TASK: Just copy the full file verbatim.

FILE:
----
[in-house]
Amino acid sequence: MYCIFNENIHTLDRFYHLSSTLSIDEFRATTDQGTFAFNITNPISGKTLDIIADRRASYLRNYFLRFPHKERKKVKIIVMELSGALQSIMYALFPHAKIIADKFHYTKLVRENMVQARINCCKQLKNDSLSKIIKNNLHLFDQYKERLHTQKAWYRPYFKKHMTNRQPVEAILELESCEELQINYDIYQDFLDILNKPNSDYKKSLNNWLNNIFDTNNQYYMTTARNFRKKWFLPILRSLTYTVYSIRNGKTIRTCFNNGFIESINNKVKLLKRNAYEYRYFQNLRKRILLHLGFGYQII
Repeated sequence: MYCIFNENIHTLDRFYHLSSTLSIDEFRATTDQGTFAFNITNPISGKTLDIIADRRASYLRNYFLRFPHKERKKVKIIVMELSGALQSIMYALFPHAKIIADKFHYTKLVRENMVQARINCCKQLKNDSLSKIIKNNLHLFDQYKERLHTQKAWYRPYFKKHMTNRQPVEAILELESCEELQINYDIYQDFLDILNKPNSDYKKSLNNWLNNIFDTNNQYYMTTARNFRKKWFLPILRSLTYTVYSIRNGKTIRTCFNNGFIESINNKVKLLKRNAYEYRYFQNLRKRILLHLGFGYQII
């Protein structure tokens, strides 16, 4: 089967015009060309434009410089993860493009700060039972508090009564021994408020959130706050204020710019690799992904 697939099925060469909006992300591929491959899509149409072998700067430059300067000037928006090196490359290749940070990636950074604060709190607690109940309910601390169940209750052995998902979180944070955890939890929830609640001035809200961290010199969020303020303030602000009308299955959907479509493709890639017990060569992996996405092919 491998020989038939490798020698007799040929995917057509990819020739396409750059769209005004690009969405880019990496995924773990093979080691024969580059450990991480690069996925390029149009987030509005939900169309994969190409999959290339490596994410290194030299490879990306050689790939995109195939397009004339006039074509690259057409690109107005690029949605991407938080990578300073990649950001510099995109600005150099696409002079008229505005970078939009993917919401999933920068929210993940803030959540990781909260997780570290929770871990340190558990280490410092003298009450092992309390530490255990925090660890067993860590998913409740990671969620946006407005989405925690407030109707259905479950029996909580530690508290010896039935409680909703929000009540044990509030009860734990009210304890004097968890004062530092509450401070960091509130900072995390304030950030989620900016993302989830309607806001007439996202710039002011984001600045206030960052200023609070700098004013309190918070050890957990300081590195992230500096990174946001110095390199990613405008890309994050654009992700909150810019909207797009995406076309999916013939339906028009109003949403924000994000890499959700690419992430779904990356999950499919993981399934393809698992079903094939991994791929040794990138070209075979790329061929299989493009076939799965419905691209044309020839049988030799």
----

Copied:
[in-house]
Amino acid sequence: MYCIFNENIHTLDRFYHLSSTLSIDEFRATTDQGTFAFNITNPISGKTLDIIADRRASYLRNYFLRFPHKERKKVKIIVMELSGALQSIMYALFPHAKIIADKFHYTKLVRENMVQARINCCKQLKNDSLSKIIKNNLHLFDQYKERLHTQKAWYRPYFKKHMTNRQPVEAILELESCEELQINYDIYQDFLDILNKPNSDYKKSLNNWLNNIFDTNNQYYMTTARNFRKKWFLPILRSLTYTVYSIRNGKTIRTCFNNGFIESINNKVKLLKRNAYEYRYFQNLRKRILLHLGFGYQII
Repeated sequence: MYCIFNENIHTLDRFYHLSSTLSIDEFRATTDQGTFAFNITNPISGKTLDIIADRRASYLRNYFLRFPHKERKKVKIIVMELSGALQSIMYALFPHAKIIADKFHYTKLVRENMVQARINCCKQLKNDSLSKIIKNNLHLFDQYKERLHTQKAWYRPYFKKHMTNRQPVEAILELESCEELQINYDIYQDFLDILNKPNSDYKKSLNNWLNNIFDTNNQYYMTTARNFRKKWFLPILRSLTYTVYSIRNGKTIRTCFNNGFIESINNKVKLLKRNAYEYRYFQNLRKRILLHLGFGYQII
């Protein structure tokens, strides 16, 4: 089967015009060309434009410089993860493009700060039972508090009564021994408020959130706050204020710019690799992904 697939099925060469909006992300591929491959899509149409072998700067430059300067000037928006090196490359290749940070990636950074604060709190607690109940309910601390169940209750052995998902979180944070955890939890929830609640001035809200961290010199969020303020303030602000009308299955959907479509493709890639017990060569992996996405092919 491998020989038939490798020698007799040929995917057509990819020739396409750059769209005004690009969405880019990496995924773990093979080691024969580059450990991480690069996925390029149009987030509005939900169309994969190409999959290339490596994410290194030299490879990306050689790939995109195939397009004339006039074509690259057409690109107005690029949605991407938080990578300073990649950001510099995109600005150099696409002079008229505005970078939009993917919401999933920068929210993940803030959540990781909260997780570290929770871990340190558990280490410092003298009450092992309390530490255990925090660890067993860590998913409740990671969620946006407005989405925690407030109707259905479950029996909580530690508290010896039935409680909703929000009540044990509030009860734990009210304890004097968890004062530092509450401070960091509130900072995390304030950030989620900016993302989830309607806001007439996202710039002011984001600045206030960052200023609070700098004013309190918070050890957990300081590195992230500096990174946001110095390199990613405008890309994050654009992700909150810019909207797009995406076309999916013939339906028009109003949403924000994000890499959700690419992430779904990356999950499919993981399934393809698992079903094939991994791929040794990138070209075979790329061929299989493009076939799965419905691209044309020839049988030799």